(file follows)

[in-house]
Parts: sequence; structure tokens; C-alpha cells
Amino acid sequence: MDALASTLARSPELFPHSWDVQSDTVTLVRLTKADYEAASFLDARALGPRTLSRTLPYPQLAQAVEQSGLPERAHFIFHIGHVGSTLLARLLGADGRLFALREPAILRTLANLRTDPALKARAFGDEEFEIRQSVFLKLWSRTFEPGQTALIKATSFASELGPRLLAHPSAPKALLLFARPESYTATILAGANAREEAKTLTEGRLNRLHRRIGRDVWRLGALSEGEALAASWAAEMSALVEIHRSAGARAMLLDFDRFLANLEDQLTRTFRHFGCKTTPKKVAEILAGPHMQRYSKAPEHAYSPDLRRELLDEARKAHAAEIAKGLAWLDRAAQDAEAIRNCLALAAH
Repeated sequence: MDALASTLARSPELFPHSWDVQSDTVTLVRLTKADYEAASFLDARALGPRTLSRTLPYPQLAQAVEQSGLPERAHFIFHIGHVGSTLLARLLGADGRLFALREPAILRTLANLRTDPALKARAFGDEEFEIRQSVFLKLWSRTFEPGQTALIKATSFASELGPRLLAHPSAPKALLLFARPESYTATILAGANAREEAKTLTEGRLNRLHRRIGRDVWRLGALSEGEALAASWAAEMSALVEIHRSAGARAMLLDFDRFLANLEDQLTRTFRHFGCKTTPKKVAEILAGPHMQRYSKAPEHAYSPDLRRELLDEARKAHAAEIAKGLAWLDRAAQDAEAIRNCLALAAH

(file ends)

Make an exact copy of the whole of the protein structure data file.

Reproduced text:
[in-house]
Parts: sequence; structure tokens; C-alpha cells
Amino acid sequence: MDALASTLARSPELFPHSWDVQSDTVTLVRLTKADYEAASFLDARALGPRTLSRTLPYPQLAQAVEQSGLPERAHFIFHIGHVGSTLLARLLGADGRLFALREPAILRTLANLRTDPALKARAFGDEEFEIRQSVFLKLWSRTFEPGQTALIKATSFASELGPRLLAHPSAPKALLLFARPESYTATILAGANAREEAKTLTEGRLNRLHRRIGRDVWRLGALSEGEALAASWAAEMSALVEIHRSAGARAMLLDFDRFLANLEDQLTRTFRHFGCKTTPKKVAEILAGPHMQRYSKAPEHAYSPDLRRELLDEARKAHAAEIAKGLAWLDRAAQDAEAIRNCLALAAH
Repeated sequence: MDALASTLARSPELFPHSWDVQSDTVTLVRLTKADYEAASFLDARALGPRTLSRTLPYPQLAQAVEQSGLPERAHFIFHIGHVGSTLLARLLGADGRLFALREPAILRTLANLRTDPALKARAFGDEEFEIRQSVFLKLWSRTFEPGQTALIKATSFASELGPRLLAHPSAPKALLLFARPESYTATILAGANAREEAKTLTEGRLNRLHRRIGRDVWRLGALSEGEALAASWAAEMSALVEIHRSAGARAMLLDFDRFLANLEDQLTRTFRHFGCKTTPKKVAEILAGPHMQRYSKAPEHAYSPDLRRELLDEARKAHAAEIAKGLAWLDRAAQDAEAIRNCLALAAH